Work in Finland
Renowned for rewarding graduates with top salaries, Finnish life sits at the very pinnacle of wellbeing and the work-life balance
With around 188,000 islands and over 188,000 lakes, Finland is a country of breathtaking natural beauty. It's home to the Midnight Sun, a permanent sunrise throughout June and July.
Despite an average 40-hour working week, you'll enjoy a high standard of living with plenty of time to explore its emerald green forests, beautiful landscapes and waters. Most workers get five to six weeks of annual leave while flexible working was introduced here over two decades ago.
If you're a coffee lover, you'll fit right in - the Finnish are renowned caffeine fanatics, with each Finn consuming on average 12 kilograms of coffee per year.
Jobs in Finland
Finland's job market has traditionally been dominated by manufacturing, with its main exports including machinery, paper and wood products, electrical equipment, optical equipment and vehicles.
The country's technology and IT industry has now become its biggest sector and it is regarded as a major European tech hub. Led by Nokia, which was a huge player in the early days of mobile phones and now focuses on network equipment, software and services, technology represents over half of Finnish exports.
Popular graduate jobs
- Machinery and scientific instruments
Start your job hunt by visiting Work in Finland and the European Job Mobility Portal (EURES).
You can also search for jobs on the following sites:
There are a number of in-demand roles including:
- business consultant
- kindergarten teacher
- general practitioner
- technological engineer
- electrical engineer
- speech therapist
Visit Wage Centre - Shortage occupations in Finland for a full list of shortage occupations in Finland.
How to get a job in Finland
It's best to start your search for work before you move. There are plenty of ways to do this:
- Finland's employment advisory service for international workers, TE-palvelut, provides an online job search service. Use the filtered search to display English-speaking opportunities.
- The European Commission offers its job mobility portal EURES, which European Union (EU) citizens can use to find work in other member countries.
- You can use recruitment sites, such as Monster and Eurojobs, to see what's on offer.
- Social media is a big part of recruitment in Finland. Discover how to utilise social media platforms in your job hunt.
- A lot of jobs aren't publicly advertised. Sending speculative applications to companies you'd like to work for is a great way to make a good first impression and demonstrate your enthusiasm and commitment to finding work.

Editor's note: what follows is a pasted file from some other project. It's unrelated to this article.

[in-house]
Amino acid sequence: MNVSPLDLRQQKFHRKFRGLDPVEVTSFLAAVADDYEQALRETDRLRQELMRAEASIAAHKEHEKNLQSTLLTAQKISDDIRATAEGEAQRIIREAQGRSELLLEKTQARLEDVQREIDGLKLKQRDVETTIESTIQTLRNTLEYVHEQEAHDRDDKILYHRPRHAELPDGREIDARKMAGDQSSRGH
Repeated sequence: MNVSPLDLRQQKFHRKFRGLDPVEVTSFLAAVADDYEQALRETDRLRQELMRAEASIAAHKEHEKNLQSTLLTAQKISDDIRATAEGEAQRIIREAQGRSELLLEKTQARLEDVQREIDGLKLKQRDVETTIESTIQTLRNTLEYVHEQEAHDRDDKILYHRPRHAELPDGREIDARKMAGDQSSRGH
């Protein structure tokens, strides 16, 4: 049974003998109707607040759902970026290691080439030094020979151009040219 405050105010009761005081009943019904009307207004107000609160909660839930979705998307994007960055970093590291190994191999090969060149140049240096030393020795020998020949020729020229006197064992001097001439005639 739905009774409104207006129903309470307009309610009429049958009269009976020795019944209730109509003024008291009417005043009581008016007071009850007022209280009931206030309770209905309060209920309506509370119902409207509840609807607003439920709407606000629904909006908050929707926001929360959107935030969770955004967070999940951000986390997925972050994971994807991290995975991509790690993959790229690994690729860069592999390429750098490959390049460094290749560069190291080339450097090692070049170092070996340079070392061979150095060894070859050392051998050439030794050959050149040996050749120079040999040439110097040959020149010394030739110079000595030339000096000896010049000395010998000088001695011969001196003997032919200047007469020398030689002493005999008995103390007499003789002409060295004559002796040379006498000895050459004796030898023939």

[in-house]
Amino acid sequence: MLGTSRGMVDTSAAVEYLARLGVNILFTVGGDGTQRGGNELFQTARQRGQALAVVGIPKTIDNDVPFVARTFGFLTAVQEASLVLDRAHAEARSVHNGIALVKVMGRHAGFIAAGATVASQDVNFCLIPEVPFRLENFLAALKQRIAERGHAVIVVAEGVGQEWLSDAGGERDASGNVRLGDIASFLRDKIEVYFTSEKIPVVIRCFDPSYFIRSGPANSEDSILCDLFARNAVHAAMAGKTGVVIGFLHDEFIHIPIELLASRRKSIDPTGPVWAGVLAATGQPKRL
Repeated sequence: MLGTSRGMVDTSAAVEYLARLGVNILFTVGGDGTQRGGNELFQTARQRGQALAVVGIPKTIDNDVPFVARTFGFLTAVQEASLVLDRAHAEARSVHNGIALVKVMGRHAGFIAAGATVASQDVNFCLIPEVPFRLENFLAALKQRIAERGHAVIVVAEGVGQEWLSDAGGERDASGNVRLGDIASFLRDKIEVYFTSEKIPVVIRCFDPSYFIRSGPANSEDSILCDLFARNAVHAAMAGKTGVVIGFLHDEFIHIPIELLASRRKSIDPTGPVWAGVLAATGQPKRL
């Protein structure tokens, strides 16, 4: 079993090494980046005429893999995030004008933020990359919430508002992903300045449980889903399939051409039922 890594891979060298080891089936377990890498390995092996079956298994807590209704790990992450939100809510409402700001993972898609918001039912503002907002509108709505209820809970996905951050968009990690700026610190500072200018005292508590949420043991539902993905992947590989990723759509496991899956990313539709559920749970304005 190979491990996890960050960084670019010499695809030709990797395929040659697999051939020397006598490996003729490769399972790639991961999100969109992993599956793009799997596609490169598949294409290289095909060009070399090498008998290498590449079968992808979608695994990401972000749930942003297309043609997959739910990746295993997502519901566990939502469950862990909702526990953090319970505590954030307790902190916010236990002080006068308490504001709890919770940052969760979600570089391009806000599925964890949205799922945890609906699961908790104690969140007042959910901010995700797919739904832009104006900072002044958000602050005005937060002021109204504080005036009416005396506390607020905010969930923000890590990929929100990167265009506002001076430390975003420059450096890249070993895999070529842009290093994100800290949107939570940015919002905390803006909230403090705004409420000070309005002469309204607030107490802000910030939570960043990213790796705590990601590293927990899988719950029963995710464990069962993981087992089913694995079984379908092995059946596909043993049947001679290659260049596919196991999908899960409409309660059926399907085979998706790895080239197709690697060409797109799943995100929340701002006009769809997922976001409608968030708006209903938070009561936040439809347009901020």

If you wait until you arrive in Finland to look for a job, you'll find vacancies advertised in the local and national press, as well as on television.
It's important that your CV and cover letter are written to Finnish standards:
- Your CV should be a maximum of two pages in length, easy to read and visually effective - list your relevant employment and experience in reverse chronological order, and don't waffle or exaggerate.
- Your cover letter should be a maximum of one page and tailored to the specific employer - you won't get away with sending out multiple copies to a number of companies.
Expat-Finland provides CV and cover letter advice to give you an idea of what to aim for.
For more information on how to go self-employed or become a partner of a business, visit Expat Finland - Establishing a business in Finland.
For guidance on how to secure summer work in the country, see TE-palvelut - Finding a job. On the site, you can search for summer vacancies.
Alternatively, you could complete a volunteering placement to develop your skills, improve your Finnish and embrace the country's culture.
The Finnish branch of Service Civil International (SCI), Kansainvälinen vapaaehtoistyöry (KVT) organises short-term volunteer work camps. Typically lasting two weeks (although some projects run for 12 months), their aim is to support local initiatives while promoting equality, social acceptance and respect for the environment. You'll need to pay co-ordinance fees, and sort your own visa (where appropriate).
There are plenty of opportunities to teach English as a second language in Finland. It's a less popular ESL teaching destination, so there are more job openings in urban areas, such as Tampere, Turku and the capital Helsinki.